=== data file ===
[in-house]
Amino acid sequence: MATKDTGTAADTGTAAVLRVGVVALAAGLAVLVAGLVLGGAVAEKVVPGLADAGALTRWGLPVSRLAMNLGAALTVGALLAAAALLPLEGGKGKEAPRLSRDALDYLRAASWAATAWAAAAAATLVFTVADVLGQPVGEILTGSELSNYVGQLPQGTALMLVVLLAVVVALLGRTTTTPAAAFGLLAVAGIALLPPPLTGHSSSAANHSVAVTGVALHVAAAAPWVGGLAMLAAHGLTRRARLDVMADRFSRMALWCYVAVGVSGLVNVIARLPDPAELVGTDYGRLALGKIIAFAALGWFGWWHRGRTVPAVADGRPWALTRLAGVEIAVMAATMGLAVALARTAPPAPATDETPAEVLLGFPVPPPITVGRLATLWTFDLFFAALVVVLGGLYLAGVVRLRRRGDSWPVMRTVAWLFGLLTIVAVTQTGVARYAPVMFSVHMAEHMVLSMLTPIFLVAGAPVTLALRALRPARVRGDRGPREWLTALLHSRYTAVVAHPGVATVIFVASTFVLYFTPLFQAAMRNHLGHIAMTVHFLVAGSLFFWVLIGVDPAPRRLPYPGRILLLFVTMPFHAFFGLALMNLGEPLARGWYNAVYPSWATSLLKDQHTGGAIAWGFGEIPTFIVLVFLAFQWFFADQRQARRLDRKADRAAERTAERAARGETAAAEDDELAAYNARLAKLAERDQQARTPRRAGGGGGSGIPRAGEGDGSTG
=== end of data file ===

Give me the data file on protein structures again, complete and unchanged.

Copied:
[in-house]
Amino acid sequence: MATKDTGTAADTGTAAVLRVGVVALAAGLAVLVAGLVLGGAVAEKVVPGLADAGALTRWGLPVSRLAMNLGAALTVGALLAAAALLPLEGGKGKEAPRLSRDALDYLRAASWAATAWAAAAAATLVFTVADVLGQPVGEILTGSELSNYVGQLPQGTALMLVVLLAVVVALLGRTTTTPAAAFGLLAVAGIALLPPPLTGHSSSAANHSVAVTGVALHVAAAAPWVGGLAMLAAHGLTRRARLDVMADRFSRMALWCYVAVGVSGLVNVIARLPDPAELVGTDYGRLALGKIIAFAALGWFGWWHRGRTVPAVADGRPWALTRLAGVEIAVMAATMGLAVALARTAPPAPATDETPAEVLLGFPVPPPITVGRLATLWTFDLFFAALVVVLGGLYLAGVVRLRRRGDSWPVMRTVAWLFGLLTIVAVTQTGVARYAPVMFSVHMAEHMVLSMLTPIFLVAGAPVTLALRALRPARVRGDRGPREWLTALLHSRYTAVVAHPGVATVIFVASTFVLYFTPLFQAAMRNHLGHIAMTVHFLVAGSLFFWVLIGVDPAPRRLPYPGRILLLFVTMPFHAFFGLALMNLGEPLARGWYNAVYPSWATSLLKDQHTGGAIAWGFGEIPTFIVLVFLAFQWFFADQRQARRLDRKADRAAERTAERAARGETAAAEDDELAAYNARLAKLAERDQQARTPRRAGGGGGSGIPRAGEGDGSTG